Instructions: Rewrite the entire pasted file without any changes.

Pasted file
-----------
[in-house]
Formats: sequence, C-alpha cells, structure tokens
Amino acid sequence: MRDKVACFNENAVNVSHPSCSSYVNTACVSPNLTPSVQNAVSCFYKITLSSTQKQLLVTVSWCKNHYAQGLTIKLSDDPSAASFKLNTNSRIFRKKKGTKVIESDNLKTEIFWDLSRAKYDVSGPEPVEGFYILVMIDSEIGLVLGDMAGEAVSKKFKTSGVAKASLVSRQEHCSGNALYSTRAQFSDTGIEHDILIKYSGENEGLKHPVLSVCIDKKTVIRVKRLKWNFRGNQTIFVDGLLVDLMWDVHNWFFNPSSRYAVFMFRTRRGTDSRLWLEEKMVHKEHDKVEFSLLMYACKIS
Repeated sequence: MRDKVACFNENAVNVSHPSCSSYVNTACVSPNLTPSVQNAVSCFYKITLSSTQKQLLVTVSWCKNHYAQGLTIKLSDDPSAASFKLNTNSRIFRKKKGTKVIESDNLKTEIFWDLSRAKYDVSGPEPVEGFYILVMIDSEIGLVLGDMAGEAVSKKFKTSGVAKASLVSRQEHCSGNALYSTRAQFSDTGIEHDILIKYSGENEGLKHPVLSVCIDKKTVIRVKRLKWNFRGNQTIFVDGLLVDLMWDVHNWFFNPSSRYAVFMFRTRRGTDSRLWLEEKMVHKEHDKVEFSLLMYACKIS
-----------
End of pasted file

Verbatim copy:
[in-house]
Formats: sequence, C-alpha cells, structure tokens
Amino acid sequence: MRDKVACFNENAVNVSHPSCSSYVNTACVSPNLTPSVQNAVSCFYKITLSSTQKQLLVTVSWCKNHYAQGLTIKLSDDPSAASFKLNTNSRIFRKKKGTKVIESDNLKTEIFWDLSRAKYDVSGPEPVEGFYILVMIDSEIGLVLGDMAGEAVSKKFKTSGVAKASLVSRQEHCSGNALYSTRAQFSDTGIEHDILIKYSGENEGLKHPVLSVCIDKKTVIRVKRLKWNFRGNQTIFVDGLLVDLMWDVHNWFFNPSSRYAVFMFRTRRGTDSRLWLEEKMVHKEHDKVEFSLLMYACKIS
Repeated sequence: MRDKVACFNENAVNVSHPSCSSYVNTACVSPNLTPSVQNAVSCFYKITLSSTQKQLLVTVSWCKNHYAQGLTIKLSDDPSAASFKLNTNSRIFRKKKGTKVIESDNLKTEIFWDLSRAKYDVSGPEPVEGFYILVMIDSEIGLVLGDMAGEAVSKKFKTSGVAKASLVSRQEHCSGNALYSTRAQFSDTGIEHDILIKYSGENEGLKHPVLSVCIDKKTVIRVKRLKWNFRGNQTIFVDGLLVDLMWDVHNWFFNPSSRYAVFMFRTRRGTDSRLWLEEKMVHKEHDKVEFSLLMYACKIS